This was originally an aside in an intended post that nonetheless will appear at some point in the future. But I felt like it deserved a post of it’s own.
A friend of mine in this program speaks Portuguese. I speak Spanish. When we want to talk about something we don’t other people to know about, we speak these languages to each other. Granted for whatever reason, Portuguese is a bit grating to my ear, over the course of time I have gotten used to it… a little. I understand her and she understands me (my friend that is, not the Portuguese language). My point being that their (i.e. Spanish and Portuguese) roots in Latin enable me to decipher what my friend is saying and she me.
I’ve heard it said that the difference between a language and a dialect is that languages have armies, as I end my formal education in relation to Arabic language I am all the more struck by how true that is.
As I reflect on how far my understanding of the Moroccan dialect has come, much like I did with the Egyptian dialect, I feel that the entire experience is more akin to learning a new language than it is to just acquiring another dialect. Wait, let me back track.
When I first started learning Arabic (yikes! 10 years ago) I learned Modern Standard Arabic, it’s like Mandarin Chinese (I hope this analogy is a fair one), the standard form of the language. In the Arab world, Modern Standard is the Arabic that for the most part, books (fiction and non-fiction) are written in, it’s the Arabic you hear on the news and that you read in the newspapers and Magazines. It’s a language that is spoken daily, but not on the streets.
That is where the dialects come in. Every country, and even sub-regions within countries have their own dialect of Arabic. Each dialect has been affected by the historical, geographical and cultural circumstances specific to that region. For example, Egyptian dialect in terms of sentence structure and even some of it’s words, is highly influenced by the ancient pharaonic language, that is to say that, when Arabs invaded North Africa, they brought their language with them. Egyptians (Much like the Phoenicians in the Levant—Lebanon, Syria, Palestine etc. and the Amazigh in the rest of North Africa) didn’t completely do away with their native tongue. I think of it as each region speaking Arabic with it’s own accent and local color.
If you want to communicate with people in everyday life in the Arab world you are better off learning a dialect. Even if you are understood (and for the most part you will be) people in a lot of places will think of you as weird. In Egypt, you will be laughed at… ha, ha. 😦
But back to the point of this post, Are these different Arabics really different languages? Or are they just dialects? On the one hand, Once you understand how the language changes from Modern Standard to a particular dialect, it get’s easier to apply that knowledge to the context of another dialect. Take me for instance, it took a full calendar year to get to Advanced level understanding of the Syrian dialect, about 9 months to get to near native understanding of Egyptian and now, about 2.5 months to get to somewhere between advanced and near-native Moroccan… (only test results will tell).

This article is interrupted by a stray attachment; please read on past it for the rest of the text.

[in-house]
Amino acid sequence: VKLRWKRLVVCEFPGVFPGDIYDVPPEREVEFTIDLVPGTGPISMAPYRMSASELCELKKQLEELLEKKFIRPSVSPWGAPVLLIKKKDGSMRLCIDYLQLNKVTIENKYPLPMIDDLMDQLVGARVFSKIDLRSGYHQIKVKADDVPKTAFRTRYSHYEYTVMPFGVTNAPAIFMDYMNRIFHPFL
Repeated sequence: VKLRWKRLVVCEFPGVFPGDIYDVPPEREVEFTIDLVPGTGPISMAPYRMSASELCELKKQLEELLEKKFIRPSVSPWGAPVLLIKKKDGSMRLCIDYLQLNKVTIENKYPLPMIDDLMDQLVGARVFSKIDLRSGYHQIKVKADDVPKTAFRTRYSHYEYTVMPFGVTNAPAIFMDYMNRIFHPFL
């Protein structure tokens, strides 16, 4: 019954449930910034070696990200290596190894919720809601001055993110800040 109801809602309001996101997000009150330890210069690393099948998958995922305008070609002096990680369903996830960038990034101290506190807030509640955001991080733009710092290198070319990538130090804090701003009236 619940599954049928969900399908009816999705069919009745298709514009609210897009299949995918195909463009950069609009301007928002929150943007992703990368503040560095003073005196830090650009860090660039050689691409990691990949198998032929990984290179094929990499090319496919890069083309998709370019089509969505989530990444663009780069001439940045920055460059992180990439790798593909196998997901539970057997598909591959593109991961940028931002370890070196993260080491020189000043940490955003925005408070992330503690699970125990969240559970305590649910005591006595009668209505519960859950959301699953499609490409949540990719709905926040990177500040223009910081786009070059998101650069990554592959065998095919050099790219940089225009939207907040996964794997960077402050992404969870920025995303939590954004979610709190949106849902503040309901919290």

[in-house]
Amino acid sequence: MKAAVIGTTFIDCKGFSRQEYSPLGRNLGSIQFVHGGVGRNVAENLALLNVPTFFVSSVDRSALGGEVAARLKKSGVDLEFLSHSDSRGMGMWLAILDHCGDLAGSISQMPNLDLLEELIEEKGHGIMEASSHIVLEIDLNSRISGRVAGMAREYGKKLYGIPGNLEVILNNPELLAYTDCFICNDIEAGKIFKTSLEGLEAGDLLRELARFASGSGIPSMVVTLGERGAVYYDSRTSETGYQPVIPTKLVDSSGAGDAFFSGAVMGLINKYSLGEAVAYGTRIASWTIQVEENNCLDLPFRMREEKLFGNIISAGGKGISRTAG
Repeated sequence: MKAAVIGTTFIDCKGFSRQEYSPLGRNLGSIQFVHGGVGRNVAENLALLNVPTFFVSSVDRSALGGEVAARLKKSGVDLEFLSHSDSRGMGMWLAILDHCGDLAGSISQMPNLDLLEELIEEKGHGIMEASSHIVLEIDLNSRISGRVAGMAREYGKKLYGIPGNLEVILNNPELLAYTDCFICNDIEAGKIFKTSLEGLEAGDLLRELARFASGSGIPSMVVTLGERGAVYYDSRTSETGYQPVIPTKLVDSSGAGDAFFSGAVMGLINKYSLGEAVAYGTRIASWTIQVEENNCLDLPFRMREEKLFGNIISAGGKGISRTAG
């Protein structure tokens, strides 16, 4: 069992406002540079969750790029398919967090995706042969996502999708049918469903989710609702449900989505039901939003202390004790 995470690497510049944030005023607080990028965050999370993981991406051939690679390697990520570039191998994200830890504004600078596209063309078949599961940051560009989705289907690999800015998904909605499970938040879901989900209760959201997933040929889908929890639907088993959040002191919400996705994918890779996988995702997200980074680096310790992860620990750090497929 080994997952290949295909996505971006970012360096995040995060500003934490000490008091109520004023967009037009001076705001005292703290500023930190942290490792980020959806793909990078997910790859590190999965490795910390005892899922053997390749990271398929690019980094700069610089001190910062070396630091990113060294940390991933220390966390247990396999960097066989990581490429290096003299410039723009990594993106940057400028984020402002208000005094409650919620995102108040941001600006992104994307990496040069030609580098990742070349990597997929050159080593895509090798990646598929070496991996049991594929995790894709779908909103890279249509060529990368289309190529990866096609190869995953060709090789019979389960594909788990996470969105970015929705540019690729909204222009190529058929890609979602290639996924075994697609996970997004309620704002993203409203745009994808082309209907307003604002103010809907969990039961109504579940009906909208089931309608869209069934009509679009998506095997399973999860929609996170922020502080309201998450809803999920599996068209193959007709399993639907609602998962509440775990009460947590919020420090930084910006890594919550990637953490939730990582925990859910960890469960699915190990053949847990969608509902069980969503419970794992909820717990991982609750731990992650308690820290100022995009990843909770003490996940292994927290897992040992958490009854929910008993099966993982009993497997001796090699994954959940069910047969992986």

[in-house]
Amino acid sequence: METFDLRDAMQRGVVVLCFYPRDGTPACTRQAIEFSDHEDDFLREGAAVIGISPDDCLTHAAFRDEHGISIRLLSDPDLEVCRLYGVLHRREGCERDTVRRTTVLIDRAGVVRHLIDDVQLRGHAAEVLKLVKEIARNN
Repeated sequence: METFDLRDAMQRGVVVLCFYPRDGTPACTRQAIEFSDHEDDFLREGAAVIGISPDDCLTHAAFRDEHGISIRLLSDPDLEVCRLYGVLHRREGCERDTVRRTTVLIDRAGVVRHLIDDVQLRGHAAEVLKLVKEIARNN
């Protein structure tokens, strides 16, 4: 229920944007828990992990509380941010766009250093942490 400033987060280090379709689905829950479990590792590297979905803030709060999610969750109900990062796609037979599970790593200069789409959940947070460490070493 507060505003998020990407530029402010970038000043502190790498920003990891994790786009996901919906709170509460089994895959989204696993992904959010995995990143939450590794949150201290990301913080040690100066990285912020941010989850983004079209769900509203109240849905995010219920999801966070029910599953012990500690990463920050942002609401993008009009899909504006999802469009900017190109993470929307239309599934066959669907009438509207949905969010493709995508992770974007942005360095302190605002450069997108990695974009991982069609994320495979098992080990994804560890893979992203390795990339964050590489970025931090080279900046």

Some things in grammar are pretty much the same, a lot of sayings and proverbs are the same or very similar. For Example, in Egyptian Arabic, if you want to say that the old dog was up to his old tricks again, you could say
رجعت ريمة لعداتها القديمة (Rima went back to her old habits) but in Moroccan Arabic you say
رجعت حليمة لعداتها القديمة (Halim went back to her old habits)
Not much change here.
But like I said, these dialects are highly influenced by the culture and language of the local inhabitants. In the case of Moroccan dialect, intonation and pronunciation are clearly the vestiges of the influence of the Berber (Amazigh) dialect. This is why even though many of the words in Moroccan dialect are actually Modern standard words, many Arabs from other countries don’t understand when Moroccans are talking (I have literally seen Arabic-language programming where Moroccan callers/commentators/contestants are subtitled!…. same language? I think not).
That is why, after 2 years of learning different dialects, and getting better at being able to differentiate between them, I am basking in my effort to learning/trying to master a new language.
Yes, that it precisely what I consider the Arabic dialects that I have earned to be: Languages. They have about as much in common as French and Spanish have with each other, and yet someone gets credit for being a poly-glot because they mastered 2, 3 or 4 Romance languages and I don’t because I technically know only Arabic…. Sigh. It is indeed a strange state of affairs.
My experience learning Moroccan Arabic this summer, makes me recall my one-month intensive Catalan language program that I did in 2008. I had the same wrinkles in my forehead as I tried to remember the slight differences, the big differences and the similarities between the two languages. Despite the fact that a very good point could be made that Catalan and Spanish are probably more similar than Moroccan and Egyptian. Despite that after one month, I pretty much understood Catalan and regarded it (mentally) as just Spanish with a different accent, while it would be pretty hard to do that with Moroccan and Egyptian, One of these pairs is a pair of languages and the other is not.
So yes, I indulged in a little first world problems mindset today… (how come Katy gets to say that she speaks 5 languages and I can’t?) But my point, I think still stands). Questions of Arab unity aside, different Arabic dialects are not like the differences between British, American and Australian English. They have their own rules, verb conjugations, sentence structures you name it. Are Arabic dialects different languages? Or not?